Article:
Proclamation 1506B

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By the President of the United States of America


It becomes my sad duty to announce officially the death of Theodore Roosevelt, President of the United States from September 14, 1901 to March 4, 1909, which occurred at his home at Sagamore Hill, Oyster Bay, New York, at 4:15 o'clock in the morning of January 6, 1919. In his death the United States has lost one of its most distinguished and patriotic citizens, who had endeared himself to the people by his strenuous devotion to their interests and to the public interests of his country.

As president of the Police Board of his native city, as Member of the Legislature and Governor of his State, as Civil Service Commissioner, as Assistant Secretary of the Navy, as Vice-President and as President of the United States, he displayed administrative powers of a signal order and conducted the affairs of these various offices with a concentration of effort and a watchful care which permitted no divergence from the line of duty he had definitely set for himself.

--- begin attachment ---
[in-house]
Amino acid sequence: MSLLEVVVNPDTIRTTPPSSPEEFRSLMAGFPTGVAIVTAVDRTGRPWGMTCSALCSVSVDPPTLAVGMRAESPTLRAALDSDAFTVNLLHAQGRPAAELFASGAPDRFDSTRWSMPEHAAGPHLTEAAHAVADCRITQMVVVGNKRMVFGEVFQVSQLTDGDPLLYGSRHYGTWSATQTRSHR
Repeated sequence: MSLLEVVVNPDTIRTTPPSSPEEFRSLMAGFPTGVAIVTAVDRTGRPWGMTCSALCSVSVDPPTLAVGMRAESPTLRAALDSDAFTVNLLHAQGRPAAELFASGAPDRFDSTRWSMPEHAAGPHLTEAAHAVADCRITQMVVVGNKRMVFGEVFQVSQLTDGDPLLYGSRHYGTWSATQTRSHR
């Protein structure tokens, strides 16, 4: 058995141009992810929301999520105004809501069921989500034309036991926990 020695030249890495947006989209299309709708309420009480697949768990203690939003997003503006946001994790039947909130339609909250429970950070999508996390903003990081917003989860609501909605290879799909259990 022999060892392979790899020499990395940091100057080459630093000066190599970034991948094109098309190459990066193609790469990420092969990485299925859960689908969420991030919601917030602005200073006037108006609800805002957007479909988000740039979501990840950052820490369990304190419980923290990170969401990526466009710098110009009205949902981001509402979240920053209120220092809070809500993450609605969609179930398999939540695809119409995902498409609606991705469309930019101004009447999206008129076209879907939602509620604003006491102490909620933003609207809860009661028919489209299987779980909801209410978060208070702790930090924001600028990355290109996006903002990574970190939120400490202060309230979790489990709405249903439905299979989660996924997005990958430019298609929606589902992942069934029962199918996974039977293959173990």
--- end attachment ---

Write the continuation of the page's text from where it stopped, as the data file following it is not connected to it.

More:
In the War with Spain, he displayed singular initiative and energy and distinguished himself among the commanders of the army in the field. As President he awoke the Nation to the dangers of private control which lurked in our financial and industrial systems. It was by thus arresting the attention and stimulating the purpose of the country that he opened the way for subsequent necessary and beneficent reforms.

His private life was characterized by a simplicity, a virtue and an affection worthy of all admiration and emulation by the people of America.

IN TESTIMONY of the respect in which his memory is held by the Government and people of the United States, I do hereby direct that the flags of the White House and the several Departmental Buildings be displayed at half staff for a period of thirty days, and that suitable military and naval honors under orders of the Secretaries of War and of the Navy may be rendered on the day of the funeral.

Done this seventh day of January, in the year of Our Lord one thousand nine hundred and nineteen, and of the Independence of the United States of America the one hundred and forty-third.

Signature of Woodrow Wilson
Woodrow Wilson
Great Seal of the of the United States (1904 Die)
By the President:
Robert Lansing,
Secretary of State.

This work is in the public domain in the United States because it is a work of the United States federal government (see 17 U.S.C. 105).